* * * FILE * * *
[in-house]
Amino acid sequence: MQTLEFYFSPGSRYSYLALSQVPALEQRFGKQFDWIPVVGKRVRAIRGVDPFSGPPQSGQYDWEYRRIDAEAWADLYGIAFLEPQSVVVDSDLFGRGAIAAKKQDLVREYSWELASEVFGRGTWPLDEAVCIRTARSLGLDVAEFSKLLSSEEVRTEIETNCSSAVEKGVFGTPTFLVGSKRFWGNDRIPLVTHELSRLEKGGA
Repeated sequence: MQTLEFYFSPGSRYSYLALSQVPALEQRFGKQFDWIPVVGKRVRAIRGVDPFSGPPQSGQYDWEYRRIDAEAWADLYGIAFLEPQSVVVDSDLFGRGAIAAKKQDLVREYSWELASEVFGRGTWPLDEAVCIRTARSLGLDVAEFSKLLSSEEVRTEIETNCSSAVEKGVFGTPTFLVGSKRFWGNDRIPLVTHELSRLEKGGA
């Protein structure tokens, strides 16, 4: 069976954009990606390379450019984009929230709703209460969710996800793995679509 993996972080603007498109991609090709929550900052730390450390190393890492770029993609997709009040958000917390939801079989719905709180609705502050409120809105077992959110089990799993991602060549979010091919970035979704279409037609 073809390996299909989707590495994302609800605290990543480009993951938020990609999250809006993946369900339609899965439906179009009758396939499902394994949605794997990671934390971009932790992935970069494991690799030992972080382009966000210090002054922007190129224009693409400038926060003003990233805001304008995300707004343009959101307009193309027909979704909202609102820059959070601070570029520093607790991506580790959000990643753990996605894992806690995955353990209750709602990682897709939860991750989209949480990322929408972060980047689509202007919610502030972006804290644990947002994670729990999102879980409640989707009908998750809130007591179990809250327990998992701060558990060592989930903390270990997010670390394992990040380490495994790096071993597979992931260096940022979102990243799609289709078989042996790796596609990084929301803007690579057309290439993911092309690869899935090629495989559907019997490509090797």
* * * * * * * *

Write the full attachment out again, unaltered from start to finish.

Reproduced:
[in-house]
Amino acid sequence: MQTLEFYFSPGSRYSYLALSQVPALEQRFGKQFDWIPVVGKRVRAIRGVDPFSGPPQSGQYDWEYRRIDAEAWADLYGIAFLEPQSVVVDSDLFGRGAIAAKKQDLVREYSWELASEVFGRGTWPLDEAVCIRTARSLGLDVAEFSKLLSSEEVRTEIETNCSSAVEKGVFGTPTFLVGSKRFWGNDRIPLVTHELSRLEKGGA
Repeated sequence: MQTLEFYFSPGSRYSYLALSQVPALEQRFGKQFDWIPVVGKRVRAIRGVDPFSGPPQSGQYDWEYRRIDAEAWADLYGIAFLEPQSVVVDSDLFGRGAIAAKKQDLVREYSWELASEVFGRGTWPLDEAVCIRTARSLGLDVAEFSKLLSSEEVRTEIETNCSSAVEKGVFGTPTFLVGSKRFWGNDRIPLVTHELSRLEKGGA
């Protein structure tokens, strides 16, 4: 069976954009990606390379450019984009929230709703209460969710996800793995679509 993996972080603007498109991609090709929550900052730390450390190393890492770029993609997709009040958000917390939801079989719905709180609705502050409120809105077992959110089990799993991602060549979010091919970035979704279409037609 073809390996299909989707590495994302609800605290990543480009993951938020990609999250809006993946369900339609899965439906179009009758396939499902394994949605794997990671934390971009932790992935970069494991690799030992972080382009966000210090002054922007190129224009693409400038926060003003990233805001304008995300707004343009959101307009193309027909979704909202609102820059959070601070570029520093607790991506580790959000990643753990996605894992806690995955353990209750709602990682897709939860991750989209949480990322929408972060980047689509202007919610502030972006804290644990947002994670729990999102879980409640989707009908998750809130007591179990809250327990998992701060558990060592989930903390270990997010670390394992990040380490495994790096071993597979992931260096940022979102990243799609289709078989042996790796596609990084929301803007690579057309290439993911092309690869899935090629495989559907019997490509090797």